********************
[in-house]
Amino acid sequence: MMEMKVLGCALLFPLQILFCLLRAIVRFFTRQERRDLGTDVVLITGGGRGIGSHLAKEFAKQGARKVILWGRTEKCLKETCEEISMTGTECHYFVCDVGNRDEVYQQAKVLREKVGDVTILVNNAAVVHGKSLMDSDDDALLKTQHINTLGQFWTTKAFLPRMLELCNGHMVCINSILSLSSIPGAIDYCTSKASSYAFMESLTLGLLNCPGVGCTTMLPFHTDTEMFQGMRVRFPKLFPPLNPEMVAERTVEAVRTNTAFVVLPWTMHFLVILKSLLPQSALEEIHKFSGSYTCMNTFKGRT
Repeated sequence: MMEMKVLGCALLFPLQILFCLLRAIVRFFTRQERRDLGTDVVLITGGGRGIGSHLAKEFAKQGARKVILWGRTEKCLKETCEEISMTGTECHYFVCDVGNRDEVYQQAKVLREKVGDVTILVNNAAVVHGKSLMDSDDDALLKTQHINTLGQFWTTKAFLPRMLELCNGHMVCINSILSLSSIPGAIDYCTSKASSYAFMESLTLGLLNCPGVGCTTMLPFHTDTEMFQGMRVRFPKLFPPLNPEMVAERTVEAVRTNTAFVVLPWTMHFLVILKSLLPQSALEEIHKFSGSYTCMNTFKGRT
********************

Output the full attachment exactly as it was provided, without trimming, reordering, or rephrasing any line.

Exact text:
[in-house]
Amino acid sequence: MMEMKVLGCALLFPLQILFCLLRAIVRFFTRQERRDLGTDVVLITGGGRGIGSHLAKEFAKQGARKVILWGRTEKCLKETCEEISMTGTECHYFVCDVGNRDEVYQQAKVLREKVGDVTILVNNAAVVHGKSLMDSDDDALLKTQHINTLGQFWTTKAFLPRMLELCNGHMVCINSILSLSSIPGAIDYCTSKASSYAFMESLTLGLLNCPGVGCTTMLPFHTDTEMFQGMRVRFPKLFPPLNPEMVAERTVEAVRTNTAFVVLPWTMHFLVILKSLLPQSALEEIHKFSGSYTCMNTFKGRT
Repeated sequence: MMEMKVLGCALLFPLQILFCLLRAIVRFFTRQERRDLGTDVVLITGGGRGIGSHLAKEFAKQGARKVILWGRTEKCLKETCEEISMTGTECHYFVCDVGNRDEVYQQAKVLREKVGDVTILVNNAAVVHGKSLMDSDDDALLKTQHINTLGQFWTTKAFLPRMLELCNGHMVCINSILSLSSIPGAIDYCTSKASSYAFMESLTLGLLNCPGVGCTTMLPFHTDTEMFQGMRVRFPKLFPPLNPEMVAERTVEAVRTNTAFVVLPWTMHFLVILKSLLPQSALEEIHKFSGSYTCMNTFKGRT